Dextromoramide is the right-handed isomer of the moramide molecule. The left handed molecule is called levomoramide, and a mixture of the two is called racemoramide. Its full chemical name is (+)-1-(3-Methyl-4-morpholino-2,2-diphenylbutyryl)pyrrolidine, and its molecular formula: C25H32N2O2, with an atomic weight of ~392.5. It is one of a group of molecules known as substituted α,α-Diphenyl-γ-Amino-Butyramides. more...
It is a powerful opioid analgesic, and as such is subject to drug prohibition regimes, both internationally through UN treaties, and by the criminal law of individual states.
It was discovered and patented in 1956 by Dr C. Janssen, who also discovered fentanyl, another important synthetic opioid, widely used to treat pain and in combination with other drugs as an anaesthetic. It has the proprietary name Palfium.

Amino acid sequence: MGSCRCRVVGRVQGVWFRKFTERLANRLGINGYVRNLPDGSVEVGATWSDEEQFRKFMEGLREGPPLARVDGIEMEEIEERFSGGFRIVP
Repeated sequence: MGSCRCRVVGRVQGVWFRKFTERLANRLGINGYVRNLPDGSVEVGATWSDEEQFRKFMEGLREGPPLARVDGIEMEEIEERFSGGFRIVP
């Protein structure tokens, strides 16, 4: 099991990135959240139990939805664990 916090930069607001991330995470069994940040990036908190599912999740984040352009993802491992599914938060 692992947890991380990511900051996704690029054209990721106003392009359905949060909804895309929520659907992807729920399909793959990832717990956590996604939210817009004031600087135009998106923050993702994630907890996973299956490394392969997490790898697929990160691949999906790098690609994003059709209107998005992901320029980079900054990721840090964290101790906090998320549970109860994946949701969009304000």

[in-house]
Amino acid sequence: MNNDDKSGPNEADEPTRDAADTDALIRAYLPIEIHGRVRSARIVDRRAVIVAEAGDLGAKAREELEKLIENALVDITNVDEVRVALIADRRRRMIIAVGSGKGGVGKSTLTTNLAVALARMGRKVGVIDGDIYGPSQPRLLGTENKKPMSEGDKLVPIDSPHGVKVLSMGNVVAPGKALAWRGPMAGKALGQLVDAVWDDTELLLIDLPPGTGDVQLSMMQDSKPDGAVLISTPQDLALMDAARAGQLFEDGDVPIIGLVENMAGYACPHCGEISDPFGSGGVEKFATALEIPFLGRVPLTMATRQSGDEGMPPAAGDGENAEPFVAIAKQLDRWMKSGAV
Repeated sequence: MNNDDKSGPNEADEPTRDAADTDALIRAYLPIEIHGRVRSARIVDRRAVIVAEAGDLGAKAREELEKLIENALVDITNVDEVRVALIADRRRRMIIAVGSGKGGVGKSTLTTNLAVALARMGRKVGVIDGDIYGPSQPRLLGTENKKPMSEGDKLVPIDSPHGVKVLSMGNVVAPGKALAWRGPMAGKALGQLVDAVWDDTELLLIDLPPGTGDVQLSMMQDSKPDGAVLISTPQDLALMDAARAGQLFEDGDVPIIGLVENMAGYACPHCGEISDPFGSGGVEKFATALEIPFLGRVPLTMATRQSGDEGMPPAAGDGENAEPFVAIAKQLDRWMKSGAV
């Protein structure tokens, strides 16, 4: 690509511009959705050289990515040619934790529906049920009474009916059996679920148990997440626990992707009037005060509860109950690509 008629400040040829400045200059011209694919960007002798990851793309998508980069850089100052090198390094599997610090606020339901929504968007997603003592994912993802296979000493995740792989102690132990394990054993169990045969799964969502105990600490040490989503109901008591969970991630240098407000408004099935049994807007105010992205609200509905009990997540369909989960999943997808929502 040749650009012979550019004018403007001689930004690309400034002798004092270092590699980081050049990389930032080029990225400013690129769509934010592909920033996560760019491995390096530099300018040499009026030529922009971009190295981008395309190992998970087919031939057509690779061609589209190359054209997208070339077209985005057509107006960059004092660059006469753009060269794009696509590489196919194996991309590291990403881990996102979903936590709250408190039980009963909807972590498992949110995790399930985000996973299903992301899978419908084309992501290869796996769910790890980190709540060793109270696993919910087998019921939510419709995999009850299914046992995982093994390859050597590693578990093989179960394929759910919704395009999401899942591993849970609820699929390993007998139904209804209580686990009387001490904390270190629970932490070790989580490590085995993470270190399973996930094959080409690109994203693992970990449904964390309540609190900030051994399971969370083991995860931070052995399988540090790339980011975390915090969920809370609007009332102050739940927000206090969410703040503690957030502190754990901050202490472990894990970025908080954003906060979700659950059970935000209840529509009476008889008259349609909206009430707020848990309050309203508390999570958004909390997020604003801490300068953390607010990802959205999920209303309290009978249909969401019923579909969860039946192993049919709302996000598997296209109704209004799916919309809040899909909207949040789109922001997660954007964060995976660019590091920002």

In many countries dextromoramide is unused, for example the USA, where it is considered a Schedule 1 drug, alongside cannabis and LSD, as having no medicinal uses.
As is the case with so many drug discoveries, dextromoramide was discovered by accident during research into almost identical compounds, namely α,α-Diphenyl-γ-Dialkyamino-Butyramides, which show no analgesic activity, but are extremely active physiologically as inhibitors of gastric secretions in man.
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